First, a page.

Amid all of the headlines about ad fraud comes some reasonably good news, for a change: Both malicious ads and surreptitious in-banner video ads were down significantly in this year’s second quarter.
That’s according to Confiant’s Demand Quality Report for the period. The real-time ad-quality verification vendor tracks the quality of programmatic advertising on an ongoing basis, using a normalized sample of more than 120 billion impressions.
“There continues to be a huge gap between the best and worst performers,” adds the report. “Among top SSPs, the worst performer is over 60 times as likely to deliver a malicious ad as the best performer.”
Also, weekends and holidays continue to experience a higher rate of incidents. The rate of malicious ads by day ranges from a low of 0.13% on Thursdays to a high on 0.44% on Sundays, by a factor of more than three times.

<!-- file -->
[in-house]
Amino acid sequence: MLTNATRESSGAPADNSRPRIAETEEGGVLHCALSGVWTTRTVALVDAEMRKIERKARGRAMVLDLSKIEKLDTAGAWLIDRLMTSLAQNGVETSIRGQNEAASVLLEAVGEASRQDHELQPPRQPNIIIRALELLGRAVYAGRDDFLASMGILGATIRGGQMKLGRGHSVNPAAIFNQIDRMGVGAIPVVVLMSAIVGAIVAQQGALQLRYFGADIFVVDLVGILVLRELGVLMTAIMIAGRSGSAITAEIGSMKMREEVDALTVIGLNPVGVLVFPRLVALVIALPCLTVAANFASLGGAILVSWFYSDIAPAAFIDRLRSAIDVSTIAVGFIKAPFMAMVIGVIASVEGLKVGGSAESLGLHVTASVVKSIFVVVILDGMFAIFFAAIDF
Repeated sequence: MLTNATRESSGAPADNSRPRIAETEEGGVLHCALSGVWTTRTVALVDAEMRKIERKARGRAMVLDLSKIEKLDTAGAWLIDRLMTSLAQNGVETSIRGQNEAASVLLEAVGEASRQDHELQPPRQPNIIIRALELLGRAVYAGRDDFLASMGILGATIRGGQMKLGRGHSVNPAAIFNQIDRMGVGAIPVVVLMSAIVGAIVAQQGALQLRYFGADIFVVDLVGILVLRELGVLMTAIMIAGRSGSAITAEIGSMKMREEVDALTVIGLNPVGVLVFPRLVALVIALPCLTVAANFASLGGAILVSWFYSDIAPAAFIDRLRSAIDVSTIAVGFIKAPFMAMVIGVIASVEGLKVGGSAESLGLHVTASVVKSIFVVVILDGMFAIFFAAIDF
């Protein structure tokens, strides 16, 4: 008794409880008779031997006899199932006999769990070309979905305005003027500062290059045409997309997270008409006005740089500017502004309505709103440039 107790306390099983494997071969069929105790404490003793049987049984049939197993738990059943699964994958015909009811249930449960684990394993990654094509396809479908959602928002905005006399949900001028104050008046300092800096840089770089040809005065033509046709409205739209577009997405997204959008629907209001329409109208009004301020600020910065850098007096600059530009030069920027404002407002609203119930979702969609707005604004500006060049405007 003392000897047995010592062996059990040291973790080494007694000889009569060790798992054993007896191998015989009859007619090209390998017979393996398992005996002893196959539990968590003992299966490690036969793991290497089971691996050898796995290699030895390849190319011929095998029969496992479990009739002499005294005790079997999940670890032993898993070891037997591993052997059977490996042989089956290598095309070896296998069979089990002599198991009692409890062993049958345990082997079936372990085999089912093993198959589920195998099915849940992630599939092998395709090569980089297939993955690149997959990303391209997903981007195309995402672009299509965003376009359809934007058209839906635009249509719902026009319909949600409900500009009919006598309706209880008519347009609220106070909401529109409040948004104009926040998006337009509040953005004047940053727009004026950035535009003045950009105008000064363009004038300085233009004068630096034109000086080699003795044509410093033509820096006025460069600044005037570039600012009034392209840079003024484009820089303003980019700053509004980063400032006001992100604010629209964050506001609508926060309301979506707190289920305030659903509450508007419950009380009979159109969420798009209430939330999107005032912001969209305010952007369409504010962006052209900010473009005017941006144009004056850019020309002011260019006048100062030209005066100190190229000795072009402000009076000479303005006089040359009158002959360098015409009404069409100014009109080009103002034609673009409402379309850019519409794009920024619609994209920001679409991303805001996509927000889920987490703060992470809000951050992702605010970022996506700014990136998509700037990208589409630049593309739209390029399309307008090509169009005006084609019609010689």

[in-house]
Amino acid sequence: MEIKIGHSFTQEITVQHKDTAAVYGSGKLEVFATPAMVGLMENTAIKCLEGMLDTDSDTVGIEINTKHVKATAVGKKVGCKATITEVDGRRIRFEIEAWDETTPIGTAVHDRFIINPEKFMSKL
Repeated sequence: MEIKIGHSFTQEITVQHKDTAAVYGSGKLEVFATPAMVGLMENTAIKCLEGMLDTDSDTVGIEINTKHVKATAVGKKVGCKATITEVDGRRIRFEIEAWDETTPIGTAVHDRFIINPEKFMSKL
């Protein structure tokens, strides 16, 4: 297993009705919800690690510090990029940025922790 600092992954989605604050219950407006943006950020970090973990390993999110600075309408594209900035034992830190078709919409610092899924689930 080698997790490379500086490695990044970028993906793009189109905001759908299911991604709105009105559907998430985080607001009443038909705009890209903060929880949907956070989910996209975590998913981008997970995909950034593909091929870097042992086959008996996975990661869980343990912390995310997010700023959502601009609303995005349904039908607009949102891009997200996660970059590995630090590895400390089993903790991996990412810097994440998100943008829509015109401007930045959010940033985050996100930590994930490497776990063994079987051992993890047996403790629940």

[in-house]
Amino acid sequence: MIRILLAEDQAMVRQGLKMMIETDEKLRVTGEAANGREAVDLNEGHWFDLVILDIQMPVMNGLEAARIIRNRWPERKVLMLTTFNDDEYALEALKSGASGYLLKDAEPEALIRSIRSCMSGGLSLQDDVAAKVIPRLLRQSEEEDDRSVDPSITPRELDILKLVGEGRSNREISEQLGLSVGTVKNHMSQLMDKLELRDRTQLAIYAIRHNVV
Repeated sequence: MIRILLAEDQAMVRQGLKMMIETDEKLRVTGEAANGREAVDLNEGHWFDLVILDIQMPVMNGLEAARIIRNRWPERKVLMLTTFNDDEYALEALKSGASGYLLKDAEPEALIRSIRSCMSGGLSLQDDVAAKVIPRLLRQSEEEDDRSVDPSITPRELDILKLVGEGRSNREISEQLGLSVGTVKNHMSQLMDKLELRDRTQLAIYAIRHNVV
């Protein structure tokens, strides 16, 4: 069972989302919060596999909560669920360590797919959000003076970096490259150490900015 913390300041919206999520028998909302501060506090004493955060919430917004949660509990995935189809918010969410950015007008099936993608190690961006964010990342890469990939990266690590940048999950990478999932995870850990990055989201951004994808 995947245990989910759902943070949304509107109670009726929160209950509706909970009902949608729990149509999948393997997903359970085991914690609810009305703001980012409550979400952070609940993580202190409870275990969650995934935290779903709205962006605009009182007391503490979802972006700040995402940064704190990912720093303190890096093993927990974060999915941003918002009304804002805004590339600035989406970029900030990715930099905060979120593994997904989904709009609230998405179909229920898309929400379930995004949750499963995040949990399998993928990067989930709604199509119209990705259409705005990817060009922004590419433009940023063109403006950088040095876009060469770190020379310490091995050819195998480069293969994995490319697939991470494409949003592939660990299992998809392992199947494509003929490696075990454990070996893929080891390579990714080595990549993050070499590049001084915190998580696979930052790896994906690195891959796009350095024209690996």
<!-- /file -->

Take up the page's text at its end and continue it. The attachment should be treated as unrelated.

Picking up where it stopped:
Most malicious ads are designed to force users to interact with phishing scams, but some perform “crypto-jacking,” or infect the user’s device to propagate botnets and other nefarious activities.
In-banner video ads, or IBVs — ads loaded within a banner as a display unit instead of playing within a media player, served in banners without the publisher’s (and often without the advertiser’s) consent — dropped to 0.10% in Q2.
That’s down from 0.45% in Q1 and a high of 1.4% in Q2 2018.
“If this trend continues, in-banner video ads can be expected to be all but extinct by the end of 2019,” observes Confiant.
Now for the not-great news: The incidence of “low-quality” ad creative ticked up during the quarter, to 0.18%, from 0.14% in the first quarter.
However, that was still down significantly from a high of 0.33% in last year’s fourth quarter. (The low-quality stat excludes a heavy ads comparison, as that data was not available for previous reports.)
Low-quality ads are ones with creative violations across 16 different quality specifications selected by publishers. The dimensions include audio/video related violations, creatives probing for user’s geolocation, ad the network load of the ad, among others.